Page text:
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/edu/ - Education

'The weapon of criticism cannot, of course, replace criticism of the weapon, material force must be overthrown by material force; but theory also becomes a material force as soon as it has gripped the masses.' - Karl Marx
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File: 1684760054389.jpg (92.97 KB, 720x720, EKqpiuMVUAIGPwE (2).jpg)

 

Apologies for any lapses in my grammar as English is not my first language.

I teach Marx's "Wage Labour and Capital" and "Value Price and Profit" in our native language, as part of a trade union movement, where we apprise the laborers with legal rights and theoretical foundations (as compared to "bread and butter unions").

Two questions are usually asked by the workers:
First, doesn't the "risk" taken by the capitalist (in not selling product or selling them below "profit margins") entitle them to a profit?

I'm aware that Marx has a manuscript on this, titled: "Bourgeois Conception of Profit as Reward for Risk" where he paints a dialogue between the worker and farmer. But I'm not so good at the English used here, and so I'd like to ask if my understanding is correct:

Am I correct in saying that because the worker also bears a risk when he sells his labor power to the capitalist (when Marx says: "The workman will he thrown out onto the street if the product is unsalable; and if it falls for long below the market-price, his wages will be brought down below the average and short time will be worked. It is he, therefore, that runs the greatest risk"), this also means that the laborer (seller of his labor power) should ask the capitalist to pay him more, just as the capitalist (as a seller of the finished good) asks the buyer in a market to pay him more?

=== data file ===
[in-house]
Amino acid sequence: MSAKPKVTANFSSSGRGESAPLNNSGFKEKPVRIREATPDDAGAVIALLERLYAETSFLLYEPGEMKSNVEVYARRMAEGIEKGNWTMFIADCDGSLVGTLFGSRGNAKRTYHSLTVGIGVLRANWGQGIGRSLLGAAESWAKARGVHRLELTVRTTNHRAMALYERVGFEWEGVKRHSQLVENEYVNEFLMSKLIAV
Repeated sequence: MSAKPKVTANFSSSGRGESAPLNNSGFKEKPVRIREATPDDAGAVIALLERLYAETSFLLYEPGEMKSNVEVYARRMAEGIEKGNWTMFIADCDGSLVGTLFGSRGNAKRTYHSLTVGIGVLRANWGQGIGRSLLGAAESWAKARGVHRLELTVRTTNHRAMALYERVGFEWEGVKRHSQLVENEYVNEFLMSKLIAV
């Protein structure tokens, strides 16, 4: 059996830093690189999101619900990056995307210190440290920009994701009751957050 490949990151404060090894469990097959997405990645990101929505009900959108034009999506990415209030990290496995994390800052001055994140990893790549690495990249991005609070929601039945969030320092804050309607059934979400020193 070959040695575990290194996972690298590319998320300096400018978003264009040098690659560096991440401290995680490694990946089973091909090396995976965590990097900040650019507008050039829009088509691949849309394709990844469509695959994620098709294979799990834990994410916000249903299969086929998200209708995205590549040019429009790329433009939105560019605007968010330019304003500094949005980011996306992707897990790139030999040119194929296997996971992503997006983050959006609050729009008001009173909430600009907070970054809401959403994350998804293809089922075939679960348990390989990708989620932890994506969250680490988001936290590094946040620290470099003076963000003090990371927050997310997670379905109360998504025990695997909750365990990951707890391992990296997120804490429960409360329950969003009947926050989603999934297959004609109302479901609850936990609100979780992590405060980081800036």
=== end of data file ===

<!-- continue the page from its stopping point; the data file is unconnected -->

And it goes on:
I do give them an answer, but it's more along the lines of "risk alone is insufficient because there's also the risk of selling more, and in a huge company, profits are basically assured"). But of course, in a smaller enterprise (like a small restaurant chain), the capitalist still has a chance of losing everything and having to pay his creditors.

The workers usually follow this question up with: "what about our family's store?" Since any of their savings go to maintaining a small store (selling at profit). They usually employ someone from the community (or their children) to be paid way below minimum wage. They ask, if they want to pay their "employees." So in a way, they're also exploiting and thus (albeit in a micro and informal economy scale) not very different from their own employers?

Another thing they ask about is luxury goods. They all know it doesn't cost as much to make, in money and in labor power, but it can sell for quite a bit, which runs counter to the theory that the labor power gives a thing its value, and that commodities are sold at, not above or below, their price.

This is all. Thank you very much for indulging the questions above, if you do. I'm very grateful.

 

It's been some time since I read these two works. The capitalist never incurs a risk bigger than becoming a proletarian.

 

Bring up limited liability.


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